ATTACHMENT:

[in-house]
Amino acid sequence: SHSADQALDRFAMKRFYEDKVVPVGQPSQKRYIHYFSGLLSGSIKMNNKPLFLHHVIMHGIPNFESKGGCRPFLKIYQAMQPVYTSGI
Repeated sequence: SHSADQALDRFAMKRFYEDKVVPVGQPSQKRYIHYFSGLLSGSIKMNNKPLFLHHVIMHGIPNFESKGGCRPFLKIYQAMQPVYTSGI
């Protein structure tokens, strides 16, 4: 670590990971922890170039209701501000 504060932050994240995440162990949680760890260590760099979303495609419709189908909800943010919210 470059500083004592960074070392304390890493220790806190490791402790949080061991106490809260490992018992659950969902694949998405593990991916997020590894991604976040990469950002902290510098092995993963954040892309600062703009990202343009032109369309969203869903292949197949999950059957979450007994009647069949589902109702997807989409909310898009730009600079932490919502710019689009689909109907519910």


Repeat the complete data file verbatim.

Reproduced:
[in-house]
Amino acid sequence: SHSADQALDRFAMKRFYEDKVVPVGQPSQKRYIHYFSGLLSGSIKMNNKPLFLHHVIMHGIPNFESKGGCRPFLKIYQAMQPVYTSGI
Repeated sequence: SHSADQALDRFAMKRFYEDKVVPVGQPSQKRYIHYFSGLLSGSIKMNNKPLFLHHVIMHGIPNFESKGGCRPFLKIYQAMQPVYTSGI
């Protein structure tokens, strides 16, 4: 670590990971922890170039209701501000 504060932050994240995440162990949680760890260590760099979303495609419709189908909800943010919210 470059500083004592960074070392304390890493220790806190490791402790949080061991106490809260490992018992659950969902694949998405593990991916997020590894991604976040990469950002902290510098092995993963954040892309600062703009990202343009032109369309969203869903292949197949999950059957979450007994009647069949589902109702997807989409909310898009730009600079932490919502710019689009689909109907519910």